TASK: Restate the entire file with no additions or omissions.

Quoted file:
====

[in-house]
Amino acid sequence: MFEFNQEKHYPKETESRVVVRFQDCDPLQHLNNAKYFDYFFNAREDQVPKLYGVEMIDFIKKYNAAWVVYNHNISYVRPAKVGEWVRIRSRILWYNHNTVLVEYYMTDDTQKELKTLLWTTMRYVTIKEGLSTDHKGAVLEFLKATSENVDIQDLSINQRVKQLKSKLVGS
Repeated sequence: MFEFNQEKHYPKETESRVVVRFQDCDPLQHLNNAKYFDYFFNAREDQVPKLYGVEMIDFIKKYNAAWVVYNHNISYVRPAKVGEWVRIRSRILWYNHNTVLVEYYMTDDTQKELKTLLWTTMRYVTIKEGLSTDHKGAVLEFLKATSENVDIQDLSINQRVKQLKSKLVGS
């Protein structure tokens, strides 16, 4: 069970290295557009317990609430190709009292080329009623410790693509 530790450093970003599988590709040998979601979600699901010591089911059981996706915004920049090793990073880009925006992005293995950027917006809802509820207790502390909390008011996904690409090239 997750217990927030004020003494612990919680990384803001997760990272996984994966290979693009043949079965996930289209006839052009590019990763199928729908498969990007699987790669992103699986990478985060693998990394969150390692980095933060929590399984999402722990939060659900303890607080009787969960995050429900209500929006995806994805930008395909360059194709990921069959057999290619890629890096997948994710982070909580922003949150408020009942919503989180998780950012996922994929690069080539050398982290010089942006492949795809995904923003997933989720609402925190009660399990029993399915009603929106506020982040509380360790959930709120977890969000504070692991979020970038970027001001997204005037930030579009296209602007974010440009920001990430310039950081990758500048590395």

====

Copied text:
[in-house]
Amino acid sequence: MFEFNQEKHYPKETESRVVVRFQDCDPLQHLNNAKYFDYFFNAREDQVPKLYGVEMIDFIKKYNAAWVVYNHNISYVRPAKVGEWVRIRSRILWYNHNTVLVEYYMTDDTQKELKTLLWTTMRYVTIKEGLSTDHKGAVLEFLKATSENVDIQDLSINQRVKQLKSKLVGS
Repeated sequence: MFEFNQEKHYPKETESRVVVRFQDCDPLQHLNNAKYFDYFFNAREDQVPKLYGVEMIDFIKKYNAAWVVYNHNISYVRPAKVGEWVRIRSRILWYNHNTVLVEYYMTDDTQKELKTLLWTTMRYVTIKEGLSTDHKGAVLEFLKATSENVDIQDLSINQRVKQLKSKLVGS
């Protein structure tokens, strides 16, 4: 069970290295557009317990609430190709009292080329009623410790693509 530790450093970003599988590709040998979601979600699901010591089911059981996706915004920049090793990073880009925006992005293995950027917006809802509820207790502390909390008011996904690409090239 997750217990927030004020003494612990919680990384803001997760990272996984994966290979693009043949079965996930289209006839052009590019990763199928729908498969990007699987790669992103699986990478985060693998990394969150390692980095933060929590399984999402722990939060659900303890607080009787969960995050429900209500929006995806994805930008395909360059194709990921069959057999290619890629890096997948994710982070909580922003949150408020009942919503989180998780950012996922994929690069080539050398982290010089942006492949795809995904923003997933989720609402925190009660399990029993399915009603929106506020982040509380360790959930709120977890969000504070692991979020970038970027001001997204005037930030579009296209602007974010440009920001990430310039950081990758500048590395």